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Don’t Retire Early…Unless

Posted by Michael Kane on Jun 27, 2016 4:25:16 PM
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stopwatch.jpgTo retire early is to choose to leave money on the table. Not only are you losing income for every year you elect not to work, but you also have less to invest, and fewer years for your investment accounts to accumulate interest earnings.

You will also have more years to draw on your retirement savings, meaning you have to live more frugally to make your savings last. Thus, most of the time, the wiser choice is to work until full retirement age. That said, some circumstances justify a different choice.

Typically, you should not retire early, unless one of these concerns compels you to do so:

Health Concerns

Sometimes your health pushes you into an early retirement. As a pilot, you travel for long periods of time, which can take a huge physical toll over the course of your career. In addition, you must pass a flight physical in order to work. Very often, we hear about back, spine and nerve issues due to years of sitting in the cockpit from our clients who are coming to the close of their career. Should these or other problems with your physical health arise, you may be forced into or need to consider early retirement. There are also various scenarios with the long-term disability program at your airline that should be considered before taking any action.

Mental and emotional strain could also lead you toward retiring early. You travel for a living, and may not have the time at home or with friends and family that you would like to have. For some, this can create problems that you cannot resolve while you continue your career.

Family Concerns

Similarly, you have to balance your financial needs against the needs of your family. Your personal physical and mental health aside, you have responsibilities to your loved ones as well. Sometimes a spouse, a child, or a relative needs you present in a way that you cannot be as an active pilot.

In such circumstances, part of your equation is determining whether an early retirement allows you to take care of your family financially. Your ability to be there for the people you love sometimes reaches limits based on your continued ability to provide for them and for yourself. You need to plan carefully when weighing your options in this respect.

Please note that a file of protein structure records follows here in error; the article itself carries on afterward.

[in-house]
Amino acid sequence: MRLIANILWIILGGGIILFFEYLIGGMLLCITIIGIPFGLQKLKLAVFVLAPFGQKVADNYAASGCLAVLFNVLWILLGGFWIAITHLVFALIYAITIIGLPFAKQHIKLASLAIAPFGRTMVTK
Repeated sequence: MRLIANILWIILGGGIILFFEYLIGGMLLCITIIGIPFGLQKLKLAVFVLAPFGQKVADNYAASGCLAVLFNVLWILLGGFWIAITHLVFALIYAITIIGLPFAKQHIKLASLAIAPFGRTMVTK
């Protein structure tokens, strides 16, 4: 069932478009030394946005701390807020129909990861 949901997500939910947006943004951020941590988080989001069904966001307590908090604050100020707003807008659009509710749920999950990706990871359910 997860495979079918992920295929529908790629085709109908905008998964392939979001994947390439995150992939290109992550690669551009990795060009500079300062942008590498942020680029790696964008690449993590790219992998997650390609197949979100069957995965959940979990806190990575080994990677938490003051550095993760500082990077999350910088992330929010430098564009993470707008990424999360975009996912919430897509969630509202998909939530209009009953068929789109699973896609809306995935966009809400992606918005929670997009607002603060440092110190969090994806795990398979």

You Have Enough and You’ve Had Enough

Finally, maybe you’ve done the math and looked at your future goals, resources and expenses and decided that you have enough to retire and that you no longer have the motivation or find enough enjoyment in your work to put on the uniform and go fly. This is a wonderful position to be in, but make sure you have considered every variable and are aware of any issues that might trip up your plan. A few examples of such issues could include how to pay for health care after retirement, but before reaching Medicare age, or what might happen if a large market correction coincides with your retirement.

Carefully Review Your Options

Opportunities for early retirement often look tempting, for a myriad of reasons. Before you make any final decisions, take the time to look through the hidden costs this decision could bring. Most of the time, you stand to lose substantial retirement income. Be sure you have planned and saved enough to afford, and be comfortable throughout, an early retirement.

Retirement Advisors of America has helped many people just like you evaluate whether or not it makes sense to retire early. If you are considering leaving your airline before you reach age 65, schedule a quick call with RAA to see if this decision makes financial sense for your unique financial situation.

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Disclaimer: This blog is intended for informational purposes only and should not be construed as individual investment advice. Actual recommendations are provided by Retirement Advisors of America following consultation and are custom-tailored to each investor’s unique needs and circumstances. The information contained herein is from sources believed to be accurate and reliable. However, Retirement Advisors of America accepts no legal responsibility for any errors or omissions. Investments in stocks, bonds, and mutual funds may increase or decrease in value. Past performance is no guarantee of future results. Any of the charts and graphs included in this blog are not recommendations for the purchase and sale of any security.  

Topics: Financial Planning